Local regulations and utility tariffs can vary for each site and are the second-most important driver of project economics. Fragmented local policies, ranging from favorable net metering tariffs to the prohibition of third-party ownership (e.g., PPAs), can make or break the economic feasibility of projects.

    Consideration #3: Suitable Development Area

    The physical constraints and available space for installation are critical screening criteria in determining technical feasibility. Technologies like Solar PV require suitable area, whether on the ground, rooftop or parking lot, that can support the installation of an asset with 25+ years of useful life.

    Consideration #4: Resource Potential

    Resource availability can have significant impacts on project economics and feasibility, specific to the type of technologies under consideration. For Solar PV, greater solar resources results in higher production and improved returns. For CHP or fuel cells, access to affordable fuel can determine feasibility.

    Consideration #5: Economic Incentives

    For most technologies, there are a variety of economic incentives provided at the federal, state and local-level that should be identified upfront to inform prioritization. In addition to federal and state tax credits, local governments and utilities may provide rebates and incentives that influence economics.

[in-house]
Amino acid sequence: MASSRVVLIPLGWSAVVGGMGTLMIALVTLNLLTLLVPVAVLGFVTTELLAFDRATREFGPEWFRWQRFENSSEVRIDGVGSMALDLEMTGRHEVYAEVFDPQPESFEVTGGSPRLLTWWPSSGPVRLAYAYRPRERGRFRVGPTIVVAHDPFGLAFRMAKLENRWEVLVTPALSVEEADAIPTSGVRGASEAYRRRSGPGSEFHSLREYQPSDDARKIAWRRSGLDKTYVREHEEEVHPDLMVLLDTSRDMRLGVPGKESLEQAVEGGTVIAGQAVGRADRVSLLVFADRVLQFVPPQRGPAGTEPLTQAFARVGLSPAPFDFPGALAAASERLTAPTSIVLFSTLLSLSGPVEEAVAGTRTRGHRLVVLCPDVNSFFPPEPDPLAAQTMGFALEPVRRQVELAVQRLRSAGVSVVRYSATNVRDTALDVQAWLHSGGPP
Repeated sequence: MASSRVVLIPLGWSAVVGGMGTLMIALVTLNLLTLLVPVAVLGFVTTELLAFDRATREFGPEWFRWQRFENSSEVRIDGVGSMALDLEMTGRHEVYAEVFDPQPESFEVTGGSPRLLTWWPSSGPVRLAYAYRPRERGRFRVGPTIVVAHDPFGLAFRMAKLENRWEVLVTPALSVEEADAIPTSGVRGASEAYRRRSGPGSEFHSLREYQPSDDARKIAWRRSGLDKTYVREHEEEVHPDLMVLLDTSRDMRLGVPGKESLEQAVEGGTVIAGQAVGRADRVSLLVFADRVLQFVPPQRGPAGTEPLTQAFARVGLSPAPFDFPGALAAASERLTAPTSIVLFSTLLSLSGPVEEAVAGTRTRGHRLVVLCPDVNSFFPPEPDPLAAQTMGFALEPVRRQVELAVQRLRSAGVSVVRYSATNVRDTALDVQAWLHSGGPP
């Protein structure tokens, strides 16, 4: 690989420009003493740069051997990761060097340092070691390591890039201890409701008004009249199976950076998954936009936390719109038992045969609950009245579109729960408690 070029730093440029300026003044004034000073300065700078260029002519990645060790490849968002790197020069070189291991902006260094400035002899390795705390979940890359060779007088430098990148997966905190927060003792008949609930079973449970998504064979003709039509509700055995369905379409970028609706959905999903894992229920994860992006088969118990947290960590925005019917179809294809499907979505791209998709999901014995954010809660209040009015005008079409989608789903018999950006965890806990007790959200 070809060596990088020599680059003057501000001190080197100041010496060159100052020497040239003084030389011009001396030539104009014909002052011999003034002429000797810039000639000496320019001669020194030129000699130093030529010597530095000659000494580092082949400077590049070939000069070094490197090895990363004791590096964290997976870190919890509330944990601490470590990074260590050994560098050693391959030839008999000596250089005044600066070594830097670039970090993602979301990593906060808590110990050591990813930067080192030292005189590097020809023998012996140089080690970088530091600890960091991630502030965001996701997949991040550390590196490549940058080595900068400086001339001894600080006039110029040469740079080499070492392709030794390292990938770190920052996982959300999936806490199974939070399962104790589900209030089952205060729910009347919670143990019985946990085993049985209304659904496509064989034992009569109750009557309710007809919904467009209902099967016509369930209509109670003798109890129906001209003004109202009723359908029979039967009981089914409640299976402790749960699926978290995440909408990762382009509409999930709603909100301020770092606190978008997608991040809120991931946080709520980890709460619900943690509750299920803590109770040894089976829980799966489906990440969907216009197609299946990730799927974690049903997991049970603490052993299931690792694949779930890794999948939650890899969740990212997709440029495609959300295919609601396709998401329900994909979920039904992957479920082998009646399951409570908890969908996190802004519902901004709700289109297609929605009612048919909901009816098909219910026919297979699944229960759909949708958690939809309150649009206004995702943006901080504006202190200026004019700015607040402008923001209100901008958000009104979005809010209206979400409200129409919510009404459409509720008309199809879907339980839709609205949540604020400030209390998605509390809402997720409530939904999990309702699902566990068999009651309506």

Only once a company has prioritized its locations and determined its preferred funding option(s), can it identify the right commercial solution and partner(s) to deliver a given project.

If a company prefers to fund a project with no upfront cost (i.e., third-party ownership), it should engage a Project Developer that specializes in asset financing and operation. However, if a company intends to purchase and own a system directly, it should engage an entirely different set of vendor businesses – otherwise it may significantly overpay for the project.

    On-Site Generation Advisory

    PerpetualGrid provides affordable services leveraging proprietary technologies to accelerate the evaluation, prioritization and implementation of on-site generation. Our experience across the Fortune 500 enables us to accelerate the planning process and manage implementation in a manner that ensures a cost-effective solution with maximum performance and transparency.

    Get in touch with our team to learn more about our process and previous client results.